Art and Fear

What do you fear as a writer?

If you’re like me, you fear beginning, and not even because the blank page is so daunting, but because a lot times when you begin something, you never finish. Finishing what I start is something I’ve been struggling with especially hard lately. I’ve started short stories and not finished them, and I even have ideas for a novel, which I am afraid to begin because of the difficulty I know I’ll face in finishing something that large.

This week, Kate DiCamillo posted a story on her facebook page which helped give me the extra push and encouragement I needed to, if not start a novel, at least pick up those half-finished short stories that have been sitting in my “new works” folder.

“One of my favorite bits from the book Art and Fear (by David Bayles and Ted Orland) is about a class of pottery students. Half the class is told that they are going to be graded on the quantity of their work (that is, the more pots they make, the better their grade), and half the class is told that they will be judged on the quality of their work.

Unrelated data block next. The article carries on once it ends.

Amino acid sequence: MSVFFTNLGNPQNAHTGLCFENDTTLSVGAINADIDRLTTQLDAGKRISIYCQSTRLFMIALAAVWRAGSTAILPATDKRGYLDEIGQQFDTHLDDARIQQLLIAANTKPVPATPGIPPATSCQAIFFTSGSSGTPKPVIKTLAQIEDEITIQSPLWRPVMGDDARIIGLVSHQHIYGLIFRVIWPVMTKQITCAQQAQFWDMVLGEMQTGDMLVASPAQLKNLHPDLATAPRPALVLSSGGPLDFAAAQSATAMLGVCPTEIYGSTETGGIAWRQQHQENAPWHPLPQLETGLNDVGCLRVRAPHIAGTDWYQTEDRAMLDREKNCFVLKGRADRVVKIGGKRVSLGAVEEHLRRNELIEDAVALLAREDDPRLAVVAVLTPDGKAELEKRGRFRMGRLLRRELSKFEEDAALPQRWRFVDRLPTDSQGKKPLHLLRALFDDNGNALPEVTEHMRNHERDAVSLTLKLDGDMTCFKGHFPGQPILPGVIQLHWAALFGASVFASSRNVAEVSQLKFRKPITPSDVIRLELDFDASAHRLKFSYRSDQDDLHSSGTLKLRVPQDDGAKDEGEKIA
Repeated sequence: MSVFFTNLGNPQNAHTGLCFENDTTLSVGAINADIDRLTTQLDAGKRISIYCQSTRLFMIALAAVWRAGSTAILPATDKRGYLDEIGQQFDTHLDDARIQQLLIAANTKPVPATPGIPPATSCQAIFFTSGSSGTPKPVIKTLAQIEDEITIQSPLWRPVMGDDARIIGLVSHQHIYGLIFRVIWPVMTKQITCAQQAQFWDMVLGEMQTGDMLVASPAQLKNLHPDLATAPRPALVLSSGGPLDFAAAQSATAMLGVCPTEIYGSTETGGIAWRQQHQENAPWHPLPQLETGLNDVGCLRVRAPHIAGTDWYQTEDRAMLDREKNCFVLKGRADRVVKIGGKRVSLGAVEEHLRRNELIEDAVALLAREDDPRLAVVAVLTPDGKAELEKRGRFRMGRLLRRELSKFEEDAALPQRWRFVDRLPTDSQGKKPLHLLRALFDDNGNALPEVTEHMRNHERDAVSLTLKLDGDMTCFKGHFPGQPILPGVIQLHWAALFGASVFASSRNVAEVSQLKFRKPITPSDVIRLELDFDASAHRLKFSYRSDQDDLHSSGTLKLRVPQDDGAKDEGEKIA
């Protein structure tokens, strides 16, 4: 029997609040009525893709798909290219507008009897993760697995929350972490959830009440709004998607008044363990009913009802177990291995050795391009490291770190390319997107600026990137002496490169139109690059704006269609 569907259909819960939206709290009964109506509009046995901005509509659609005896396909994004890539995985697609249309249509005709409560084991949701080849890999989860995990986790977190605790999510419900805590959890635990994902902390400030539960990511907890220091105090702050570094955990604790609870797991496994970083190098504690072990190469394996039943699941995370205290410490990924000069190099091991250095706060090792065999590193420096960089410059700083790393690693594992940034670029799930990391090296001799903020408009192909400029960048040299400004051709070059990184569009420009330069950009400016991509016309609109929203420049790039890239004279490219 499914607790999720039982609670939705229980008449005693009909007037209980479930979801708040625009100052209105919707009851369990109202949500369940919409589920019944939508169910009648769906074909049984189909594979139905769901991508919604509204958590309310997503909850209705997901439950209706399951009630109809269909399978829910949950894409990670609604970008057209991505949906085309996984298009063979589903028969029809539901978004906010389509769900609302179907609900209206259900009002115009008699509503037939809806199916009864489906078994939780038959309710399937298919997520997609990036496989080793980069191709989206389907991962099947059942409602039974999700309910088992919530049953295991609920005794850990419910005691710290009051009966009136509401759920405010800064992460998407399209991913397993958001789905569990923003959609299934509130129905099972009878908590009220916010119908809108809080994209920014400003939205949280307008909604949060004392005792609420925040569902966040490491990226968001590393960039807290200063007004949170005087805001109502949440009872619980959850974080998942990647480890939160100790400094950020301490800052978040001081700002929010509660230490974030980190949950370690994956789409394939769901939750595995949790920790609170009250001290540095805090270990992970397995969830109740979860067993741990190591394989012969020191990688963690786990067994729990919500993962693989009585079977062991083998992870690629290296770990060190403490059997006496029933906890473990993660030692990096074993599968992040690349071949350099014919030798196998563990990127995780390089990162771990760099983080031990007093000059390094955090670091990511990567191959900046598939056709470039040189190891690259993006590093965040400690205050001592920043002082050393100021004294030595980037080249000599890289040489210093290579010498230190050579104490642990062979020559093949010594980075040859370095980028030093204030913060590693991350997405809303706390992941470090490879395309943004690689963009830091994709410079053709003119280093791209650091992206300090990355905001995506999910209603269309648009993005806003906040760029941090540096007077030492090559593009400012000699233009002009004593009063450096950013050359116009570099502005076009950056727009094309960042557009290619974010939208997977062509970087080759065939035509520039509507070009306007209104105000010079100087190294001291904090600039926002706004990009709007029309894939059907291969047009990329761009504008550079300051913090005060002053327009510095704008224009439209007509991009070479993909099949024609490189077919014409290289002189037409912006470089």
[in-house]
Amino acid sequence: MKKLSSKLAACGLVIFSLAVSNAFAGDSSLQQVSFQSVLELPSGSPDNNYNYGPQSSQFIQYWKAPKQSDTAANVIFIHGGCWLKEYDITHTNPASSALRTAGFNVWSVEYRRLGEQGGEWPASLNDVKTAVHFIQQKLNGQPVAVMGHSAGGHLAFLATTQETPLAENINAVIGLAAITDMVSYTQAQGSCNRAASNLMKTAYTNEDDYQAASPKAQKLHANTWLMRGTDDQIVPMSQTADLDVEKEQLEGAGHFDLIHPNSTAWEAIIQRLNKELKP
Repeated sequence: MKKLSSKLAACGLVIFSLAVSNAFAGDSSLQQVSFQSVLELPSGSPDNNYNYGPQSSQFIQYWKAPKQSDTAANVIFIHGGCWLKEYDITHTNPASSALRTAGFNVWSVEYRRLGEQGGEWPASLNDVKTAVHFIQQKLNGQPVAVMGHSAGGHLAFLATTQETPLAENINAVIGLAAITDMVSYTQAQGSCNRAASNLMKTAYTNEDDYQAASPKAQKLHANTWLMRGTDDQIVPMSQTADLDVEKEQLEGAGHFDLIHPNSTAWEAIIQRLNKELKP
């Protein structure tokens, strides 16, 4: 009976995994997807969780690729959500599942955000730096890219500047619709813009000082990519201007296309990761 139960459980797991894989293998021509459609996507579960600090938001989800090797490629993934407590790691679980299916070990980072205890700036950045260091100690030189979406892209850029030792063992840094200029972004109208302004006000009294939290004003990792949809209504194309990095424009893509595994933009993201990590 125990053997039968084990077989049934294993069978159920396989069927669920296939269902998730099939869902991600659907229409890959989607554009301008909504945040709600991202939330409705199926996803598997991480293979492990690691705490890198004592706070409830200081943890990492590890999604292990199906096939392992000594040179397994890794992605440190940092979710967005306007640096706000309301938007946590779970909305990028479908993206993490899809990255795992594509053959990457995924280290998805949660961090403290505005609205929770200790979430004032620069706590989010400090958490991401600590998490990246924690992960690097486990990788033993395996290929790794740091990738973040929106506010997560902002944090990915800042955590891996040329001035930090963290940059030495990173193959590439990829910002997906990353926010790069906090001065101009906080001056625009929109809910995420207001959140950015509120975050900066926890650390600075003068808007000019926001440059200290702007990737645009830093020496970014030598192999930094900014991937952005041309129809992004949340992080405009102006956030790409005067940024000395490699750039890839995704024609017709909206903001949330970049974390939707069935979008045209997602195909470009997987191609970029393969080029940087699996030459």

Quality vs. quantity. Simple, right?
And it is simple, because it turns out that the students who ended up making the best pieces were also the ones who made the most pieces. It seems that while the ‘quantity’ group was busily churning out piles of work—and learning from their mistakes—the ‘quality’ group had sat theorizing about perfection, and in the end had little more to show for their efforts than grandiose theories and a pile of dead clay.

I am working on a novel, so these words are a good reminder for me. How does the book get written? How does the story get told? I have to roll up my sleeves and put my hands in the clay. I have to be willing to make mistakes. I have to work.”


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